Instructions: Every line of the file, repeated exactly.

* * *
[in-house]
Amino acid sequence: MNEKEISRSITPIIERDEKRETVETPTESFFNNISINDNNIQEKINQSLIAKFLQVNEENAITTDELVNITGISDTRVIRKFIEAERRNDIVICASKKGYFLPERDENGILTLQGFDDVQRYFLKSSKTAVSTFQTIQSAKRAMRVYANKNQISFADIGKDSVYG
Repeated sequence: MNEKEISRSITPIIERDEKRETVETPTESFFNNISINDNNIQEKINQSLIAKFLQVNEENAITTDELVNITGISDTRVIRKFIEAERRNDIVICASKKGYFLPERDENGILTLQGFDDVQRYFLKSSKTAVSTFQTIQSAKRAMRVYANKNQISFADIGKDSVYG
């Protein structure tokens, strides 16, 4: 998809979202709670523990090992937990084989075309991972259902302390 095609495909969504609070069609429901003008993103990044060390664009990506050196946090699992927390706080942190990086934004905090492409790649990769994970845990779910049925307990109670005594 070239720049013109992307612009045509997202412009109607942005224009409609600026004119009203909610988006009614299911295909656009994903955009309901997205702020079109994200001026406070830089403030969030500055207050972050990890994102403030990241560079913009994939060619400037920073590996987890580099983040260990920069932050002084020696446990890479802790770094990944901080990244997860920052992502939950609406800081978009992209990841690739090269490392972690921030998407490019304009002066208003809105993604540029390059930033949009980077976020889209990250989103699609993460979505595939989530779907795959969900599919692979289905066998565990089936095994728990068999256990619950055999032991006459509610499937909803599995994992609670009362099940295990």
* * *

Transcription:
[in-house]
Amino acid sequence: MNEKEISRSITPIIERDEKRETVETPTESFFNNISINDNNIQEKINQSLIAKFLQVNEENAITTDELVNITGISDTRVIRKFIEAERRNDIVICASKKGYFLPERDENGILTLQGFDDVQRYFLKSSKTAVSTFQTIQSAKRAMRVYANKNQISFADIGKDSVYG
Repeated sequence: MNEKEISRSITPIIERDEKRETVETPTESFFNNISINDNNIQEKINQSLIAKFLQVNEENAITTDELVNITGISDTRVIRKFIEAERRNDIVICASKKGYFLPERDENGILTLQGFDDVQRYFLKSSKTAVSTFQTIQSAKRAMRVYANKNQISFADIGKDSVYG
């Protein structure tokens, strides 16, 4: 998809979202709670523990090992937990084989075309991972259902302390 095609495909969504609070069609429901003008993103990044060390664009990506050196946090699992927390706080942190990086934004905090492409790649990769994970845990779910049925307990109670005594 070239720049013109992307612009045509997202412009109607942005224009409609600026004119009203909610988006009614299911295909656009994903955009309901997205702020079109994200001026406070830089403030969030500055207050972050990890994102403030990241560079913009994939060619400037920073590996987890580099983040260990920069932050002084020696446990890479802790770094990944901080990244997860920052992502939950609406800081978009992209990841690739090269490392972690921030998407490019304009002066208003809105993604540029390059930033949009980077976020889209990250989103699609993460979505595939989530779907795959969900599919692979289905066998565990089936095994728990068999256990619950055999032991006459509610499937909803599995994992609670009362099940295990």